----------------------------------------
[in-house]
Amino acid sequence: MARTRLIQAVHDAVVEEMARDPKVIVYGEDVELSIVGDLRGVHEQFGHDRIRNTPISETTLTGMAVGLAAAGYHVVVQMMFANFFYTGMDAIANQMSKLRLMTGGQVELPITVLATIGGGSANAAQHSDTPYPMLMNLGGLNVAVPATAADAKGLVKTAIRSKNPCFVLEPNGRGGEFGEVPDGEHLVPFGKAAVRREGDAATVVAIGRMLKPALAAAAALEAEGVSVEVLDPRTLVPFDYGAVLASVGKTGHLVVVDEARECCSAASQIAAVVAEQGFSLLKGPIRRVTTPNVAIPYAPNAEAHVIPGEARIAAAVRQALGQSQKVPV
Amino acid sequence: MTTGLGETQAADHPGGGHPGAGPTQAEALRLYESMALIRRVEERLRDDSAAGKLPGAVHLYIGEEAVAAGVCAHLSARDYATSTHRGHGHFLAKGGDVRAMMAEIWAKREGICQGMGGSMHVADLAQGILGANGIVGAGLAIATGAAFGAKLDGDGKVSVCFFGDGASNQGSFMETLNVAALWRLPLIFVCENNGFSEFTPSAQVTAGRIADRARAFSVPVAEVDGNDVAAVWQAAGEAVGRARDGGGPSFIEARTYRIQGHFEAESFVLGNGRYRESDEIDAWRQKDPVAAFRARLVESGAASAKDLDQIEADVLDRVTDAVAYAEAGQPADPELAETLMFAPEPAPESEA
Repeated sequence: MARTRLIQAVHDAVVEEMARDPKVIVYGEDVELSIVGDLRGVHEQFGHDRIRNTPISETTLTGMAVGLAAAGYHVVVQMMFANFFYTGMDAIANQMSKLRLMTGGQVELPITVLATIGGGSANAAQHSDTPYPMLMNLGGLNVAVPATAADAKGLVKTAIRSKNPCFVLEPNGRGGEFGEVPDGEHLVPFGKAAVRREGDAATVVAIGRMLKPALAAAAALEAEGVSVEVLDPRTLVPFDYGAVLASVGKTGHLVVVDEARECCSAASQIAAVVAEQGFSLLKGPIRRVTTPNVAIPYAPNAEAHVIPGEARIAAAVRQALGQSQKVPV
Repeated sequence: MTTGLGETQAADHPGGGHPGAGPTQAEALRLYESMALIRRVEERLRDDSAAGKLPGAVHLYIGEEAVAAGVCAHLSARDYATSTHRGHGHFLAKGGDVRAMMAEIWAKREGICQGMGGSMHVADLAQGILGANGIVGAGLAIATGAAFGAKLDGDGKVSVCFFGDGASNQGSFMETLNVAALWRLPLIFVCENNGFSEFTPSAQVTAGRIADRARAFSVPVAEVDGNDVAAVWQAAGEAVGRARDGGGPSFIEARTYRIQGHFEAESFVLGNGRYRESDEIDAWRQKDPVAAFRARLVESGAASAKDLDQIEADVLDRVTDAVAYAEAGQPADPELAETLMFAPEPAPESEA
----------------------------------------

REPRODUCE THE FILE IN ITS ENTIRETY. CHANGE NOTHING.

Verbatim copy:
[in-house]
Amino acid sequence: MARTRLIQAVHDAVVEEMARDPKVIVYGEDVELSIVGDLRGVHEQFGHDRIRNTPISETTLTGMAVGLAAAGYHVVVQMMFANFFYTGMDAIANQMSKLRLMTGGQVELPITVLATIGGGSANAAQHSDTPYPMLMNLGGLNVAVPATAADAKGLVKTAIRSKNPCFVLEPNGRGGEFGEVPDGEHLVPFGKAAVRREGDAATVVAIGRMLKPALAAAAALEAEGVSVEVLDPRTLVPFDYGAVLASVGKTGHLVVVDEARECCSAASQIAAVVAEQGFSLLKGPIRRVTTPNVAIPYAPNAEAHVIPGEARIAAAVRQALGQSQKVPV
Amino acid sequence: MTTGLGETQAADHPGGGHPGAGPTQAEALRLYESMALIRRVEERLRDDSAAGKLPGAVHLYIGEEAVAAGVCAHLSARDYATSTHRGHGHFLAKGGDVRAMMAEIWAKREGICQGMGGSMHVADLAQGILGANGIVGAGLAIATGAAFGAKLDGDGKVSVCFFGDGASNQGSFMETLNVAALWRLPLIFVCENNGFSEFTPSAQVTAGRIADRARAFSVPVAEVDGNDVAAVWQAAGEAVGRARDGGGPSFIEARTYRIQGHFEAESFVLGNGRYRESDEIDAWRQKDPVAAFRARLVESGAASAKDLDQIEADVLDRVTDAVAYAEAGQPADPELAETLMFAPEPAPESEA
Repeated sequence: MARTRLIQAVHDAVVEEMARDPKVIVYGEDVELSIVGDLRGVHEQFGHDRIRNTPISETTLTGMAVGLAAAGYHVVVQMMFANFFYTGMDAIANQMSKLRLMTGGQVELPITVLATIGGGSANAAQHSDTPYPMLMNLGGLNVAVPATAADAKGLVKTAIRSKNPCFVLEPNGRGGEFGEVPDGEHLVPFGKAAVRREGDAATVVAIGRMLKPALAAAAALEAEGVSVEVLDPRTLVPFDYGAVLASVGKTGHLVVVDEARECCSAASQIAAVVAEQGFSLLKGPIRRVTTPNVAIPYAPNAEAHVIPGEARIAAAVRQALGQSQKVPV
Repeated sequence: MTTGLGETQAADHPGGGHPGAGPTQAEALRLYESMALIRRVEERLRDDSAAGKLPGAVHLYIGEEAVAAGVCAHLSARDYATSTHRGHGHFLAKGGDVRAMMAEIWAKREGICQGMGGSMHVADLAQGILGANGIVGAGLAIATGAAFGAKLDGDGKVSVCFFGDGASNQGSFMETLNVAALWRLPLIFVCENNGFSEFTPSAQVTAGRIADRARAFSVPVAEVDGNDVAAVWQAAGEAVGRARDGGGPSFIEARTYRIQGHFEAESFVLGNGRYRESDEIDAWRQKDPVAAFRARLVESGAASAKDLDQIEADVLDRVTDAVAYAEAGQPADPELAETLMFAPEPAPESEA